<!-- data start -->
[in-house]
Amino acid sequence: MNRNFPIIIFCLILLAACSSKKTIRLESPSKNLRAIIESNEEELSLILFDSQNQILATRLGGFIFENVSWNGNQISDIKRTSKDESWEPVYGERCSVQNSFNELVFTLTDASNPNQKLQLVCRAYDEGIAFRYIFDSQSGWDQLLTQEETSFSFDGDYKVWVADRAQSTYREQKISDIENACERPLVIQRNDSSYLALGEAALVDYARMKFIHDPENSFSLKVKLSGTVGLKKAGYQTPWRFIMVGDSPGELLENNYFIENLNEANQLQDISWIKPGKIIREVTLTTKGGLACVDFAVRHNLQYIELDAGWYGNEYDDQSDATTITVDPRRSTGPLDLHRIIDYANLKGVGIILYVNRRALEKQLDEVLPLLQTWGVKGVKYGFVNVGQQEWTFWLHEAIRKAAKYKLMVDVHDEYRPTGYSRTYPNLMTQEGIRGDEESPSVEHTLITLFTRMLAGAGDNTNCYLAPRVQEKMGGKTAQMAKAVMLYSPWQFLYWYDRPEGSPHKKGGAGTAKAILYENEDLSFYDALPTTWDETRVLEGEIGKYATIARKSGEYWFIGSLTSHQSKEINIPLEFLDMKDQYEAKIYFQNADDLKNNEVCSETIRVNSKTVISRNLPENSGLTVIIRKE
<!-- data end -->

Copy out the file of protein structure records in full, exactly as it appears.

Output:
[in-house]
Amino acid sequence: MNRNFPIIIFCLILLAACSSKKTIRLESPSKNLRAIIESNEEELSLILFDSQNQILATRLGGFIFENVSWNGNQISDIKRTSKDESWEPVYGERCSVQNSFNELVFTLTDASNPNQKLQLVCRAYDEGIAFRYIFDSQSGWDQLLTQEETSFSFDGDYKVWVADRAQSTYREQKISDIENACERPLVIQRNDSSYLALGEAALVDYARMKFIHDPENSFSLKVKLSGTVGLKKAGYQTPWRFIMVGDSPGELLENNYFIENLNEANQLQDISWIKPGKIIREVTLTTKGGLACVDFAVRHNLQYIELDAGWYGNEYDDQSDATTITVDPRRSTGPLDLHRIIDYANLKGVGIILYVNRRALEKQLDEVLPLLQTWGVKGVKYGFVNVGQQEWTFWLHEAIRKAAKYKLMVDVHDEYRPTGYSRTYPNLMTQEGIRGDEESPSVEHTLITLFTRMLAGAGDNTNCYLAPRVQEKMGGKTAQMAKAVMLYSPWQFLYWYDRPEGSPHKKGGAGTAKAILYENEDLSFYDALPTTWDETRVLEGEIGKYATIARKSGEYWFIGSLTSHQSKEINIPLEFLDMKDQYEAKIYFQNADDLKNNEVCSETIRVNSKTVISRNLPENSGLTVIIRKE